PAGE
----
Wednesday, August 19, 2009


Thailand - The Land of Smiles! Also, the land where everything is for sale. I spent my first couple of nights around Khaosan Road (ever seen the movie - The Beach?) It is one of the more interesting little streets anywhere. One of my past times was sitting on the curb with a Chang beer and just watching the throngs go by. After midnight, the ladyboys come out to strut their stuff and try to attract customers. I sat in the curb until 3 AM one night with a local bar girl who had gotten off work without any customers and we played a little game of "Lady, or Ladyboy?" It is kind of like - "Is it live, or is it Memorex" - for those of you who remember those audio tape commercials. I would try to guess if the person was a lady or a ladyboy and she would let me know if I was right or not. I only hit about 50%! At least that is what she said. I have no way of knowing for sure, since I am certainly not into that sort of thing. What a different lifestyle! After three hours of this and other people-watching, I saundered on home for the night - er, morning. The amazing thing was how many people were still out walking the streets, eating noodles or spring rolls and drinking beer at that time of the morning.

Like I said, anything is for sale on Khaosan Road, from people to clothes to Phad Thai to digital movies and music to just about anything you could imagine and some things you can't. I tired of this place after a while and was delighted with many of the other sights in BKK, like the temples and markets. I have not tried the bird's nest soup in Chinatown yet, but might before I leave.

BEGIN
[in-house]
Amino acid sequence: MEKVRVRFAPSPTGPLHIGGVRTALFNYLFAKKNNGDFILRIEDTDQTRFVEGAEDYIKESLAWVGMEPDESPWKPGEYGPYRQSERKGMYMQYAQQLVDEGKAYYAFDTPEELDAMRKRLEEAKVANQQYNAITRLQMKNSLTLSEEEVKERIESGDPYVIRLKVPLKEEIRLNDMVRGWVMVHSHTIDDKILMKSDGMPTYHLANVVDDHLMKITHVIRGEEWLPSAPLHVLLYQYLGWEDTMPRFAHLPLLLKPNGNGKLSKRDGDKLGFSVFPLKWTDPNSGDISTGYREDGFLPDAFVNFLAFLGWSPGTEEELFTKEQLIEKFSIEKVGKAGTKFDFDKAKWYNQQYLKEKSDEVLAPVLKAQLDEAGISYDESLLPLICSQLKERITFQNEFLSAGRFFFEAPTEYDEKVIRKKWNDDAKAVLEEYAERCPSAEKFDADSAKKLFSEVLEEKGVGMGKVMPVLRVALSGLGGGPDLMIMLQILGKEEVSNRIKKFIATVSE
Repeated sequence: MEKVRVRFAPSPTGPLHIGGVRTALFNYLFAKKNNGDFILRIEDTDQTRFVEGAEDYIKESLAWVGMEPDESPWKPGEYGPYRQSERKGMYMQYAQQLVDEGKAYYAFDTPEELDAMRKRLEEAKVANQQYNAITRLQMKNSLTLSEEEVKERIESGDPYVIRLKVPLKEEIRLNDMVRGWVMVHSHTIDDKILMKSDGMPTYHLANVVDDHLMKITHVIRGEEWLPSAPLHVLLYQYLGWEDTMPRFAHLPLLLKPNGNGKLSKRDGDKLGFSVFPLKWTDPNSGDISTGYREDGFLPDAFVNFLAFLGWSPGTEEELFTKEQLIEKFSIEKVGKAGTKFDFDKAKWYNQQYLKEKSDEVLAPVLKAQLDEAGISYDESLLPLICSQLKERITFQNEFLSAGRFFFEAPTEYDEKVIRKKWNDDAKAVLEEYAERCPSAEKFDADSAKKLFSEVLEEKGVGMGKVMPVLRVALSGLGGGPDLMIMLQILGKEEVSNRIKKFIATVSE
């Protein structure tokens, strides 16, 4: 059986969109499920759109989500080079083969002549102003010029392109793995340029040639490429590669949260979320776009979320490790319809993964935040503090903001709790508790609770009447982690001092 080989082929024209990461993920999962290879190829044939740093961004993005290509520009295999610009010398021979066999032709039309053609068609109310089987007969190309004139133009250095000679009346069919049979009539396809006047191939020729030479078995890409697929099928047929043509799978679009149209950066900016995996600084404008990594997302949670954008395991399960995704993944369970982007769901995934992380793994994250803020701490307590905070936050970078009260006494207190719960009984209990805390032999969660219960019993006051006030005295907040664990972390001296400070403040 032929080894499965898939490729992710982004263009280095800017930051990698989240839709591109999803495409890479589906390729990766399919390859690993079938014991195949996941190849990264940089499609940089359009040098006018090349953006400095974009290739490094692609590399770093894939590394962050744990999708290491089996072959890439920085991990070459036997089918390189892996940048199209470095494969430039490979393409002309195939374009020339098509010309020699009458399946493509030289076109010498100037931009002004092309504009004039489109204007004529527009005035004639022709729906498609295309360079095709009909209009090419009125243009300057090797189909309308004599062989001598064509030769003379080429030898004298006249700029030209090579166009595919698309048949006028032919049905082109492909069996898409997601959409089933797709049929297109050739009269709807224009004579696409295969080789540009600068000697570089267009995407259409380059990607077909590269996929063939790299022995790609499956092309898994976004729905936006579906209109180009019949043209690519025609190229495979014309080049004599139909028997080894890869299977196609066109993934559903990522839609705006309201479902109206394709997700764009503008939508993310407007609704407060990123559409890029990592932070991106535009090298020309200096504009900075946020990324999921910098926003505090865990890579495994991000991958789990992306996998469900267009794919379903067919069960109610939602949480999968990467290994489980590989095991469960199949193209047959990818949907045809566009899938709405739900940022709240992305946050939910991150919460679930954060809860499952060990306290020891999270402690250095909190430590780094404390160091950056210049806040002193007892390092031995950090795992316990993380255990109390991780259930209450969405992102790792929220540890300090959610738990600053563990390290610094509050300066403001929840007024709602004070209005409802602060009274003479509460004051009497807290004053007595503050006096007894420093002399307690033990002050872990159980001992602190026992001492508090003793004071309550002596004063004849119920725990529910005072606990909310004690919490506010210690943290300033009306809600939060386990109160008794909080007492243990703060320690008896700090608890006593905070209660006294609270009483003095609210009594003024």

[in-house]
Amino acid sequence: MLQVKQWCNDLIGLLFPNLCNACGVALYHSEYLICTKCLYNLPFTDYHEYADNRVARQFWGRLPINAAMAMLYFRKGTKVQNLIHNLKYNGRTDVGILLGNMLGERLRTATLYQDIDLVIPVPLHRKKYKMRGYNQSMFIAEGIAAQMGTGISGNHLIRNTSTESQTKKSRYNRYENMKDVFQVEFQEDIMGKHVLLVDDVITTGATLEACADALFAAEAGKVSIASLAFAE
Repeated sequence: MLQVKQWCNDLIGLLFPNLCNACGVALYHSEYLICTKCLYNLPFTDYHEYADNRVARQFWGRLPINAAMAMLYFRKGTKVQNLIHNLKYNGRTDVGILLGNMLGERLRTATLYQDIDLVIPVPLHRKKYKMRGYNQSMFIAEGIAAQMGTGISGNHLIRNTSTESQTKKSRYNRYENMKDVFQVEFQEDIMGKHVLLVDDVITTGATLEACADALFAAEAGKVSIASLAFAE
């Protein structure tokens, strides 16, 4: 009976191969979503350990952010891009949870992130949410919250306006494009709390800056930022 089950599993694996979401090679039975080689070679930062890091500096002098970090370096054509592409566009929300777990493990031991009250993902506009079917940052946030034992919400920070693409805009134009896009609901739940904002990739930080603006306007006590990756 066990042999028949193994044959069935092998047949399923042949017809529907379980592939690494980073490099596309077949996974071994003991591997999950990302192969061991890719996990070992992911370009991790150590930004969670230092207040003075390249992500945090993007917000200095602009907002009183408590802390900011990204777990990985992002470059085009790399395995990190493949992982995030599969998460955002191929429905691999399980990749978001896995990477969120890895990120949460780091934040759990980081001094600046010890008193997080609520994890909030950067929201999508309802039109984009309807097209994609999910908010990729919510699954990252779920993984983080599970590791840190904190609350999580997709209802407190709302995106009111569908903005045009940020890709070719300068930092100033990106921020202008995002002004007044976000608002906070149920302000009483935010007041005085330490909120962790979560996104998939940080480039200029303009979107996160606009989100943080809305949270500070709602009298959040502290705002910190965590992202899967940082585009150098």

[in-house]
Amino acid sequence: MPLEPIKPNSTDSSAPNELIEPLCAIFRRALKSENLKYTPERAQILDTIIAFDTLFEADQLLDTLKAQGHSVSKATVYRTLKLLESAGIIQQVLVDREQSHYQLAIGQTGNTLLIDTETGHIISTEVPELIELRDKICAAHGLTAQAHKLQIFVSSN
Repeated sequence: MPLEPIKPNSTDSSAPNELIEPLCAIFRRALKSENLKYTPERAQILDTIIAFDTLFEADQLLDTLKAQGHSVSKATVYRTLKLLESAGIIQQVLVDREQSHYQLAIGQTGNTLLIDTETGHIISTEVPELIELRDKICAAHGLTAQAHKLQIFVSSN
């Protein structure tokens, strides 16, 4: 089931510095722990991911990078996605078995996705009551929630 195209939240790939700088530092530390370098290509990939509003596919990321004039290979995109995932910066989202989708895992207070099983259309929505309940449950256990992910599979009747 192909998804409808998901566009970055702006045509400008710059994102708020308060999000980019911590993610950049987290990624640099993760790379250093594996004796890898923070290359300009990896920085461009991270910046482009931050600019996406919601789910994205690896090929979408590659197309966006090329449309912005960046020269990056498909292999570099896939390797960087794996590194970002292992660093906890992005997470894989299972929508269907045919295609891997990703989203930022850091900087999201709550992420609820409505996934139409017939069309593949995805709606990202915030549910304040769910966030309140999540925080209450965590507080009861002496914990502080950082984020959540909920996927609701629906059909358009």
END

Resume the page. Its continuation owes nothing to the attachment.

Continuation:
The purple fruit is Dragonfruit, which makes a great juice. The Tuk Tuks are a real wild ride. I noticed that the air quality here seems much better than many other mega-cities I have visited. Perhaps one reason is that 3/4 of the autos run on CNG or propane. Another thing I liked (for all you traffic engineers out there) are the countdown timers on all the signals. We see a lot of these for pedestrians, but most of the signals here have them for drivers too. It allows the driver to shut down the vehicle because they can see how long until they get the green light. Maybe this only works on fixed-time signals? The last photo is different types of dried shrimp, which is used like salt as a seasoning. Also, fish sauce is another salt-substitute, a bit like soy.

After a few days here I went up to Chiang Mai for trekking and a different environment for a few days.